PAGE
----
AUTHOR’S NOTE: This article reviews the U.S. Supreme Court case of Navarette v. California. The information is meant to educate the reader on the latest U.S. Supreme Court rulings on important law enforcement functions. However, like all of our articles, the information provided here should in no way be considered legal advice. Readers are advised to consult with their local prosecutors and judges in light of the Navarette decision to gain guidance on the acceptable level of enforcement in local jurisdictions.
Navarette v. California
This case stems from a 911 call to the California Highway Patrol. On August 23, 2008 CHP dispatchers in Mendocino County received information from their counterparts in Humboldt County regarding a reckless driver on Highway 1. The caller provided dispatchers the suspect’s vehicle description, a “silver, Ford F150”, and included the F-150‘s specific California license plate. The caller claimed the driver of the F150 ran the caller off the road and was continuing southbound on Highway 1 from mile marker 88. The information was broadcast about 5 minutes after the actual call.
AUTHOR’S NOTE: This is Part I of a 2-part series on the complicated issue of open carry of firearms. In Part I the laws and actions of lawful gun owners in general will open the discussion into a hotly debated arena of gun ownership today. Part II will look at the legal responsibilities of law enforcement, and provide suggestions to law enforcement’s response to lawful citizens who open carry.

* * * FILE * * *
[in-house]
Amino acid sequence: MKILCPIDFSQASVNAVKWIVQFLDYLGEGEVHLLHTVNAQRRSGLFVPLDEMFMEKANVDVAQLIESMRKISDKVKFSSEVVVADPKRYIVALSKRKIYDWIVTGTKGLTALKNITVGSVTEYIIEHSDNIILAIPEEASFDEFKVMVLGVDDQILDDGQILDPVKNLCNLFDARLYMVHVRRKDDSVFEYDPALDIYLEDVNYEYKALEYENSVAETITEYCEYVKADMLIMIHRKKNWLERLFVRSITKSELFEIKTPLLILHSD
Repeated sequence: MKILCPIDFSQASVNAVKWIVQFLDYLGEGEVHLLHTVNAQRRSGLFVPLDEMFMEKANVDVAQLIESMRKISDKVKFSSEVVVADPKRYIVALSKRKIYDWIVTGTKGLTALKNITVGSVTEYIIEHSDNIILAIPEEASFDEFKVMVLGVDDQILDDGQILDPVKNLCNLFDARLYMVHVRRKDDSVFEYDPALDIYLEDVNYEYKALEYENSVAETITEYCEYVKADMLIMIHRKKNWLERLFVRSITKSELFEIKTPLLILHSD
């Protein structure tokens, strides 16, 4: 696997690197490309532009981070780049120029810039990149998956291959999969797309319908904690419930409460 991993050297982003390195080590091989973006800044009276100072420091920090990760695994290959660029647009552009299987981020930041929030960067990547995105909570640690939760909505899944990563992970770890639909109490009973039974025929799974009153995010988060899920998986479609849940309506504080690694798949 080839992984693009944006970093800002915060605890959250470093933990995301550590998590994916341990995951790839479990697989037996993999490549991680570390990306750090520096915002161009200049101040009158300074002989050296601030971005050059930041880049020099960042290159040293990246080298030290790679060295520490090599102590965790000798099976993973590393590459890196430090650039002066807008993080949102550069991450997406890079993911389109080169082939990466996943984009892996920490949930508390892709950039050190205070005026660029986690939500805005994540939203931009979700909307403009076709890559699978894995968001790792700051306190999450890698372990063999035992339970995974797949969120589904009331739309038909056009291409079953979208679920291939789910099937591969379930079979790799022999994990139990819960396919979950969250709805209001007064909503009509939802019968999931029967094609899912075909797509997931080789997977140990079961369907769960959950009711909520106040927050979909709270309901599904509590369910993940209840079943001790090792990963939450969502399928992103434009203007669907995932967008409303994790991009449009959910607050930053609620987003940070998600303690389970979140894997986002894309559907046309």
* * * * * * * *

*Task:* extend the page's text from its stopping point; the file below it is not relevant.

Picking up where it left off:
Openly Carried Firearms
It is not news that today’s law enforcement officer has an increasingly difficult job. Packed with all manner of new digital and computerized equipment, changing laws that sometimes contradict decades of precedent, and the ever-present video from in-car cameras, lapel cameras, or citizens, today’s officer is put in the spotlight every time they hit the road.
One of those challenges centers around citizens‘ right to carry firearms. A constant thought and concern of law enforcement officers is a confrontation with an armed person. However, the 2nd Amendment to the U.S. Constitution specifically guarantees the citizen’s personal ownership, possession, and carrying of firearms in most circumstances. So the job becomes an even more difficult challenge as an officer must consider individual rights while at the same time discerning if a legitimate threat may exist.
[Ed.note: This article reviews a court case (US v. White) that is related to protective sweeps. The case is not yet decided, and would not be binding on all jurisdictions. However, it is a case that would likely be persuasive in other courts. Regardless, the events in the case are likely to happen in all jurisdictions, and by examining the case now, we might be able to make good decisions when faced with similar circumstances in the future. As with all of our articles, this is not legal advice, and you should refer to your department’s standard operating procedures and legal counsel for guidance.]
Making an arrest is one of the most dangerous situations for a law enforcement officer, and was the leading circumstance during which officers were feloniously killed in 2012. Courts have recognized the real danger associated with arrests to officers, and often provide officers a wide latitude of authority to search arrested suspects. However the extent of the area that can be extended for a protective sweep has remained in the gray area.